becoming an international concern. we of course have heard jordan raise concerns to the u.n. security council. we have the e.u.'s foreign ministry here discussing the issues with the israeli foreign minister and the white house has expressed concern. there is a lot of pressure to calm things down here. they've been using heavy security forces does not seem to be doing the trick. one would imagine that's why we're hearing these comments and appeal for calm by the israeli government. >> well, today's protests are the latest in a cycle that began two weeks ago. at its core access to an area to islam, judaism and christianity alike. >> the reason why there are scuffles triggered here is because israel can change the
way people can worship here, and it's nothing new. it's been going on for centuries. palestinian and israeli forces clashed on friday at the west bank in east jerusalem. it's the latest unrest to one of the most contested religious sites in the world. located in east jerusalem it's the site what the jews refer to as the temple mount and muslims a sanctuary, and christians meet here, too. >> this is what makes it so difficult to negotiate over it. >> last week israel temporarily closed off the compound and then opened it only to women and men over 50. the conflict dates back centuries. romance and arab armies fought for control of the area. in 1967 israel captured it from jordan along with east jerusalem and the west bank.
but jordan still acts as the compound's custodian. muslims have been allowed to worship at al aqsa mosque and dome of the rock. the whiling wall is the only part of the compound that remains from the ancient second table. the relations have long been tense andrals have increased their demands that jews be allowed to pray at the site. >> they should open the gate instead of rewarding terror by keeping it closed. it should be open to jewish visiters. >> protect those who pray. this sacred place belongs to muslims. the jews have no right. >> worshipers have responded with protest angry on what they see as the assault on an religious site. >> once you understand that, you
can understand the emotions of the others as long as you don't respect the emotions of the other, you will not find a solution. >> this marks a significant change along religious israeli jews. many would not enter the temple mount for fear they might defile the site. >> coming up in a couple of minutes we'll take a deeper dive into the situation in jerusalem and why it is coming to a head right now. a historic day the a judge allows the city of detroit to come out of bankruptcy. we're joined live from detroit with bisi onile-ere. explain what it means for the city's financial future. >> good evening, tony. this deal basically brings detroit a new financial start. the bankruptcy judge spends over an hour explaining his decision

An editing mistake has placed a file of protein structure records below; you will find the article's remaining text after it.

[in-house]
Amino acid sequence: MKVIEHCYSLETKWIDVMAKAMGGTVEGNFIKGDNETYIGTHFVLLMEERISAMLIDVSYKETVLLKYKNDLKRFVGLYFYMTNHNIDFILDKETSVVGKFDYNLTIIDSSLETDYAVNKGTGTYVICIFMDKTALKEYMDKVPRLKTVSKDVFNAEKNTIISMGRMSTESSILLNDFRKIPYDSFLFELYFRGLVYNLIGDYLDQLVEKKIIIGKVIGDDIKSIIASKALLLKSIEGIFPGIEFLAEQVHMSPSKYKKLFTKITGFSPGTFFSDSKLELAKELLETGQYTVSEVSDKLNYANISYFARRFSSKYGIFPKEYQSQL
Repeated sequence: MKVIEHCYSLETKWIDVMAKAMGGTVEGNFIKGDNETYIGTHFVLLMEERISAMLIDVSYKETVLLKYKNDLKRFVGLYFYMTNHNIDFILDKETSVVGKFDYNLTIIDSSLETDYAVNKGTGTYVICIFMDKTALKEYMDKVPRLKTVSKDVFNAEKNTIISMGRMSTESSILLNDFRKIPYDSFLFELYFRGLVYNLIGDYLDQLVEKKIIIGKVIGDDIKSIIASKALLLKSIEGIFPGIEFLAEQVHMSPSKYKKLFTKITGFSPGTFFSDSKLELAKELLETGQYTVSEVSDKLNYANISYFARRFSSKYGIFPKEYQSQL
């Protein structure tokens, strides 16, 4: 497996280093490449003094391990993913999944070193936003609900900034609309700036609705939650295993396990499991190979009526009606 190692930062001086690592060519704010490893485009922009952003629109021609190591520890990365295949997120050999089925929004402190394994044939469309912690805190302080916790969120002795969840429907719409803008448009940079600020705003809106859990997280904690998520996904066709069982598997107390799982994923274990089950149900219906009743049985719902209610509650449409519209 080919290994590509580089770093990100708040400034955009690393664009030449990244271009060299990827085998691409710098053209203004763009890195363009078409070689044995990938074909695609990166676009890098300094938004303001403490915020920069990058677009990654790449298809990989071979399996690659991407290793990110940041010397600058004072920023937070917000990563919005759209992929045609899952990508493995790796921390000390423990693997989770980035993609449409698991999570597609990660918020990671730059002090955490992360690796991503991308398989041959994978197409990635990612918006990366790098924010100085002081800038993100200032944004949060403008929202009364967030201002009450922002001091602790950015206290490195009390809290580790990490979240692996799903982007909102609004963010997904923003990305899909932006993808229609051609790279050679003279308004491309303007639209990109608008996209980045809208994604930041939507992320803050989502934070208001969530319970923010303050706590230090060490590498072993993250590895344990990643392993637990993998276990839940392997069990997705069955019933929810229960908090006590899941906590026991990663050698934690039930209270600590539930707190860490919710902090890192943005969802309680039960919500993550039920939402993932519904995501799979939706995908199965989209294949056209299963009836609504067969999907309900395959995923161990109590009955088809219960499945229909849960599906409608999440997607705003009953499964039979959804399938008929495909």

he said it came down to this, that the city's plan was fair and feesful. the emergency managers spent months negotiating elements with major hold out creditors and city workers and retirees, they eventually agreed to mention tut and there was a deal hammered out to save the city's heart work. a lot was done in a short amount of time. the day after the judge has made his decision, michigan governor rick snyder talked to the media and said there is still a lot of work to do. >> i feel like downtown, midto midtown, riverfront, truly exciting things, but we do need continuing focus, we need to redouble our efforts on the neighborhoods to make detroit a place where detroit can raise their families, have their kids grow up and have their kids raise their families right there and have a better and better quality of life. >> there is certainly a sense of
optimism drought detroit today. this bankrupt exit will be licht, or this bankruptcy will bbankruptcy will be lifted in the next couple of weeks. >> how soon will the city see improved city services. >> as part of the plan, the city wants to invest $1.4 billion to remove blight. as you know there are quite a few abandoned structures in the city, and they want to improve essential city services such as police and fire. there are some residents who are still upset that the city had to go through this process, but there are those who are hopeful, and they say they're already seeing signs of improvement. >> bisi onile-ere for us in detroit. thank you. >> president obama will announce his choice to fill eric holder's seat as attorney general tomorrow. he'll nominate loretta lynch
currently district attorney for the city of new york. if nominated she will be the first black attorney general for the united states. >> gains made in the labor market were pretty impressive but there is a catch. for more on that let's go to ali velshi. >> as far as glasses half full and half empty, this was substantially more than half full. more than 129,000 jobs created in october. the unemployment rate dropped to 1.8%. we take a look at the last couple of months. we added 31,000 more jobs for august and september's tallies. we now averaged 229,000 net new jobs every month this year. the 5.8% unemployment rate is 1.4 percentage point drop in the
past 12 months. two full percentage points in the last two years. and here's the thing. i tell you to ignore the rate, it ticked up slightly as more people joined the labor force. it's not that they got new jobs but they feel confidentiality that there would be new jobs. stay with me. there is a little bit of math. the unemployment rate is the number of people looking for work, who are a part of that--the entire population who could be working. if we had the same number of people in the workforce as there were when president obama took office, the unemployment rate would be more like 8.8%. that's why this is one of the reasons i don't like the unemployment rate. some of the reasons are labor force participation rate is lower because people are